The findings of Pennsylvania's Public Utility Commission came as no surprise to people who live in the neighborhood where the explosion happened more than 16 months ago.
Many neighbors say they believe the tragedy could've been avoided after the '94 Gross Towers explosion that killed one man.
“I told them what happened in '94 from the Gross towers, 'start fixing those pipes' did they listen? No. It took a disaster, five people to die in order to start changing those pipes,” said neighbor Jose Arzuaga.
Close to a year and half later, neighbors like Cathy Royack say they're still feeling the affects of the tragedy.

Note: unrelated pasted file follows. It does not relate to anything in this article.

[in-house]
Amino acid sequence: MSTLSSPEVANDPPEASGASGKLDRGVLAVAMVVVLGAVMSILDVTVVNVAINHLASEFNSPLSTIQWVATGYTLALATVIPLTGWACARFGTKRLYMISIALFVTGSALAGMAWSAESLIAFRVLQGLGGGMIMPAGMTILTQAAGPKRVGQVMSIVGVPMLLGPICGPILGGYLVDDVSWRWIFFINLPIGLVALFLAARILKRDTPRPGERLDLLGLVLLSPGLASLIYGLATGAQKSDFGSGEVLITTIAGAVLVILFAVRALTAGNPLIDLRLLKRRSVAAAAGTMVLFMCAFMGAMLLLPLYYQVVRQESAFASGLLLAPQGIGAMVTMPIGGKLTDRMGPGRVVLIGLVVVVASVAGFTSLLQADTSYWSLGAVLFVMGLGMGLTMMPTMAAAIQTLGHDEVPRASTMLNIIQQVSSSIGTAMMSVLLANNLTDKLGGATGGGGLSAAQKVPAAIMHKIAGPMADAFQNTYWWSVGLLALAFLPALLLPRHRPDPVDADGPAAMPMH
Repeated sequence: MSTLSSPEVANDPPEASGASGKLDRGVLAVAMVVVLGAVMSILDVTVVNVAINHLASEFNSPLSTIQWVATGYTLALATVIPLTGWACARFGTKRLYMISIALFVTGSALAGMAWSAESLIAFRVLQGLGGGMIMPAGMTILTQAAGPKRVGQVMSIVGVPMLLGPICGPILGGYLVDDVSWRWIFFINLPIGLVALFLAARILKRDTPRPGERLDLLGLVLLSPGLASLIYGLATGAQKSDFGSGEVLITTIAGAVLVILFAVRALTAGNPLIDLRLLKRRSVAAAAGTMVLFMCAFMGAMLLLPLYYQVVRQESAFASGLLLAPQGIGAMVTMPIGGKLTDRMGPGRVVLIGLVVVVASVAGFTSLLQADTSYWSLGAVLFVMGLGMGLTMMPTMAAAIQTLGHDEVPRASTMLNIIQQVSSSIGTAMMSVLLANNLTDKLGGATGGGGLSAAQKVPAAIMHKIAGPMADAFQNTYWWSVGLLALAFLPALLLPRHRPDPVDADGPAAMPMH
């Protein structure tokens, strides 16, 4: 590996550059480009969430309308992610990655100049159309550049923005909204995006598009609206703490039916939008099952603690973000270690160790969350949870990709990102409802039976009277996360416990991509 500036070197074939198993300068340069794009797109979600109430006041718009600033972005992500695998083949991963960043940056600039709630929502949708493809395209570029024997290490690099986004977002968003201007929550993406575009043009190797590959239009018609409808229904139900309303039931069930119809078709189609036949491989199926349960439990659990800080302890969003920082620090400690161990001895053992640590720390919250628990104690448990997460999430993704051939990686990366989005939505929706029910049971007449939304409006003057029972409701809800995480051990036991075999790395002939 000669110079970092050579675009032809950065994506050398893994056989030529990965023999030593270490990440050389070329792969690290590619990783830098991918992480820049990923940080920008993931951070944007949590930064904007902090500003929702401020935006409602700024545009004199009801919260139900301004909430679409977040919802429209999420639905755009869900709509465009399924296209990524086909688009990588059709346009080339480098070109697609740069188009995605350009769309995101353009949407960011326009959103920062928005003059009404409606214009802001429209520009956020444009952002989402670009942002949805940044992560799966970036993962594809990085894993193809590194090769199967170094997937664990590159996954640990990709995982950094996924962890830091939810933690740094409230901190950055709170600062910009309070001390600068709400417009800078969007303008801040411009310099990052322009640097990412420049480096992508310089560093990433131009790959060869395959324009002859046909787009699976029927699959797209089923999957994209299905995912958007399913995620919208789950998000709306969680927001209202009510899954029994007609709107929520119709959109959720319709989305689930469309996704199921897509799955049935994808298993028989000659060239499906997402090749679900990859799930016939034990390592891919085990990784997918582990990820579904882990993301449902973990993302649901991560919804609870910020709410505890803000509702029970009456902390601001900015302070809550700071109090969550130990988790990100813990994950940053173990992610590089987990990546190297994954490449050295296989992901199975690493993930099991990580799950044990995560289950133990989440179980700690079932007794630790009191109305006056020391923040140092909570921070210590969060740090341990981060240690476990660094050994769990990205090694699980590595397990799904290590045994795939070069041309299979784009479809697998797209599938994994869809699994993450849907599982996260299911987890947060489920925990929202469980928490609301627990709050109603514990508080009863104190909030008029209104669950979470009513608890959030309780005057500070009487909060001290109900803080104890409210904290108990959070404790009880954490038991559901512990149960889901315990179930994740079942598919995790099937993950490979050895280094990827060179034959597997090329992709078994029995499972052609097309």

“I wake up sometimes and I think I'm hearing that sound all over again, that awful sound that we heard that night,” she said.
Arzuaga claims he even had to go on medication for a while to help cope.
He says a sound is all it takes to bring back those memories, “To this day, every fire truck, every ambulance that goes through here we all jump. The whole neighborhood, I look out and see all my neighbors sticking their heads out as soon as we hear that fire truck, it just gives us that memory of what we went through that night,” Arzuaga said.
As for the proposed fine and the complaint filed against UGI, residents say all they want is their neighborhood back, proposing the homes be rebuilt and a memorial for the victims who lost their lives.